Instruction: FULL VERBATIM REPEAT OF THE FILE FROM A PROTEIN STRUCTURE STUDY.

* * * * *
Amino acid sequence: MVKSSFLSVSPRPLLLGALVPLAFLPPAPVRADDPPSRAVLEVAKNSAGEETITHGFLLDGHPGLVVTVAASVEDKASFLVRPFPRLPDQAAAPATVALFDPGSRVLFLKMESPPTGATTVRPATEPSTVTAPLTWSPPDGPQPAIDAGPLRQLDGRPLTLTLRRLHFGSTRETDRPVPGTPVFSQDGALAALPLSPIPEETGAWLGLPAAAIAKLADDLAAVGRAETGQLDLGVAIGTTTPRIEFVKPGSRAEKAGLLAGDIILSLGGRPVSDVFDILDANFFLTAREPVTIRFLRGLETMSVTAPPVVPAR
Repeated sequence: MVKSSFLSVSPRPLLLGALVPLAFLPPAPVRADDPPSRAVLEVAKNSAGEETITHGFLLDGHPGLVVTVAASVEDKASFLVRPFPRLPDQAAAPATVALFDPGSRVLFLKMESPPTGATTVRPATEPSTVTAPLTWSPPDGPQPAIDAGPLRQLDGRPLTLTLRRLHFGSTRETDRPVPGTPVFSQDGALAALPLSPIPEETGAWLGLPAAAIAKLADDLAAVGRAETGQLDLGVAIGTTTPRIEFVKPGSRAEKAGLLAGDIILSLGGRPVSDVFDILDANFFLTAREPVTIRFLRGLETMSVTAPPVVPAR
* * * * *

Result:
Amino acid sequence: MVKSSFLSVSPRPLLLGALVPLAFLPPAPVRADDPPSRAVLEVAKNSAGEETITHGFLLDGHPGLVVTVAASVEDKASFLVRPFPRLPDQAAAPATVALFDPGSRVLFLKMESPPTGATTVRPATEPSTVTAPLTWSPPDGPQPAIDAGPLRQLDGRPLTLTLRRLHFGSTRETDRPVPGTPVFSQDGALAALPLSPIPEETGAWLGLPAAAIAKLADDLAAVGRAETGQLDLGVAIGTTTPRIEFVKPGSRAEKAGLLAGDIILSLGGRPVSDVFDILDANFFLTAREPVTIRFLRGLETMSVTAPPVVPAR
Repeated sequence: MVKSSFLSVSPRPLLLGALVPLAFLPPAPVRADDPPSRAVLEVAKNSAGEETITHGFLLDGHPGLVVTVAASVEDKASFLVRPFPRLPDQAAAPATVALFDPGSRVLFLKMESPPTGATTVRPATEPSTVTAPLTWSPPDGPQPAIDAGPLRQLDGRPLTLTLRRLHFGSTRETDRPVPGTPVFSQDGALAALPLSPIPEETGAWLGLPAAAIAKLADDLAAVGRAETGQLDLGVAIGTTTPRIEFVKPGSRAEKAGLLAGDIILSLGGRPVSDVFDILDANFFLTAREPVTIRFLRGLETMSVTAPPVVPAR